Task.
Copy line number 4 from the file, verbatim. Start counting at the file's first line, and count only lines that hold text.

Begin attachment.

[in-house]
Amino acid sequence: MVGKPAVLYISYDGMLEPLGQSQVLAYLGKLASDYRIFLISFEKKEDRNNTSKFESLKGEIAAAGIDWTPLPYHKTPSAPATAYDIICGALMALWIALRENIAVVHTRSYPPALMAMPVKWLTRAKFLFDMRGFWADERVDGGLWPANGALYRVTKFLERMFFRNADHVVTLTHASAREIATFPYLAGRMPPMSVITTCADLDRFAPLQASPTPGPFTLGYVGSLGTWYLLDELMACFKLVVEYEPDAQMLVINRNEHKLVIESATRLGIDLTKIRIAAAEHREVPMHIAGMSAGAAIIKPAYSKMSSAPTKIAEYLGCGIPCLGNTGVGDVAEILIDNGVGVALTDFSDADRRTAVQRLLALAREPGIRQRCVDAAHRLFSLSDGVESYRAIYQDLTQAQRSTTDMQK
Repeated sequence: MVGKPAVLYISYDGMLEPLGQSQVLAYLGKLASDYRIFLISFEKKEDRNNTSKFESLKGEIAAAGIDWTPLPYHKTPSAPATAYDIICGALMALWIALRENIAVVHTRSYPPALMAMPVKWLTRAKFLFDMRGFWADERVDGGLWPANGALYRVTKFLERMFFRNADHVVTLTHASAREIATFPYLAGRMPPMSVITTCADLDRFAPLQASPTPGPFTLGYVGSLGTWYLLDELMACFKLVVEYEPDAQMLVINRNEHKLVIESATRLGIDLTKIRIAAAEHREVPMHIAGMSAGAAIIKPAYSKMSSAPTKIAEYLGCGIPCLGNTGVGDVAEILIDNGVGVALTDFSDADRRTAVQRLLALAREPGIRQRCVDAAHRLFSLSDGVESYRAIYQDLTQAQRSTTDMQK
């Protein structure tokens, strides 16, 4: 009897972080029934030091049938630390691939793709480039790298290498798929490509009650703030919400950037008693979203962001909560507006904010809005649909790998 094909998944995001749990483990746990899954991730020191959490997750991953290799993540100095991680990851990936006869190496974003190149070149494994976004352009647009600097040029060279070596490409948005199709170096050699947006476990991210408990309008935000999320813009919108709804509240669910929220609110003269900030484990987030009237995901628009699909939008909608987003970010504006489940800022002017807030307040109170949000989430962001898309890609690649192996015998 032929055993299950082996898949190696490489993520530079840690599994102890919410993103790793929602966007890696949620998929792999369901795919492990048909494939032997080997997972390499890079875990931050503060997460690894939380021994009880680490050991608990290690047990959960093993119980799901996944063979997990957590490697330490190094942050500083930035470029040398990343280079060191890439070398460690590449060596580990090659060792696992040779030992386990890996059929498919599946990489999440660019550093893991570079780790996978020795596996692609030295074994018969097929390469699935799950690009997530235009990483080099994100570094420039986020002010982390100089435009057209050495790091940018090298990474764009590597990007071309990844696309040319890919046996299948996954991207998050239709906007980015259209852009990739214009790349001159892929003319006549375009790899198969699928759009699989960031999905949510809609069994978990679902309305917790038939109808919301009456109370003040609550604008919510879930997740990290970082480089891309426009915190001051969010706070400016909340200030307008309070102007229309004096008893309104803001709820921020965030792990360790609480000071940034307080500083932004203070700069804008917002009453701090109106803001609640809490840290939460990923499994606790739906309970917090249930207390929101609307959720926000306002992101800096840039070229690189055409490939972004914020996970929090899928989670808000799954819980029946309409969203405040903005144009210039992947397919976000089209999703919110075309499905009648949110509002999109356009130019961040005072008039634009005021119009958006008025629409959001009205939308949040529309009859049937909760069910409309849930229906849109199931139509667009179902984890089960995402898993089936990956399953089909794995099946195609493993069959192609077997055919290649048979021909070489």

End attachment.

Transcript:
């Protein structure tokens, strides 16, 4: 009897972080029934030091049938630390691939793709480039790298290498798929490509009650703030919400950037008693979203962001909560507006904010809005649909790998 094909998944995001749990483990746990899954991730020191959490997750991953290799993540100095991680990851990936006869190496974003190149070149494994976004352009647009600097040029060279070596490409948005199709170096050699947006476990991210408990309008935000999320813009919108709804509240669910929220609110003269900030484990987030009237995901628009699909939008909608987003970010504006489940800022002017807030307040109170949000989430962001898309890609690649192996015998 032929055993299950082996898949190696490489993520530079840690599994102890919410993103790793929602966007890696949620998929792999369901795919492990048909494939032997080997997972390499890079875990931050503060997460690894939380021994009880680490050991608990290690047990959960093993119980799901996944063979997990957590490697330490190094942050500083930035470029040398990343280079060191890439070398460690590449060596580990090659060792696992040779030992386990890996059929498919599946990489999440660019550093893991570079780790996978020795596996692609030295074994018969097929390469699935799950690009997530235009990483080099994100570094420039986020002010982390100089435009057209050495790091940018090298990474764009590597990007071309990844696309040319890919046996299948996954991207998050239709906007980015259209852009990739214009790349001159892929003319006549375009790899198969699928759009699989960031999905949510809609069994978990679902309305917790038939109808919301009456109370003040609550604008919510879930997740990290970082480089891309426009915190001051969010706070400016909340200030307008309070102007229309004096008893309104803001709820921020965030792990360790609480000071940034307080500083932004203070700069804008917002009453701090109106803001609640809490840290939460990923499994606790739906309970917090249930207390929101609307959720926000306002992101800096840039070229690189055409490939972004914020996970929090899928989670808000799954819980029946309409969203405040903005144009210039992947397919976000089209999703919110075309499905009648949110509002999109356009130019961040005072008039634009005021119009958006008025629409959001009205939308949040529309009859049937909760069910409309849930229906849109199931139509667009179902984890089960995402898993089936990956399953089909794995099946195609493993069959192609077997055919290649048979021909070489």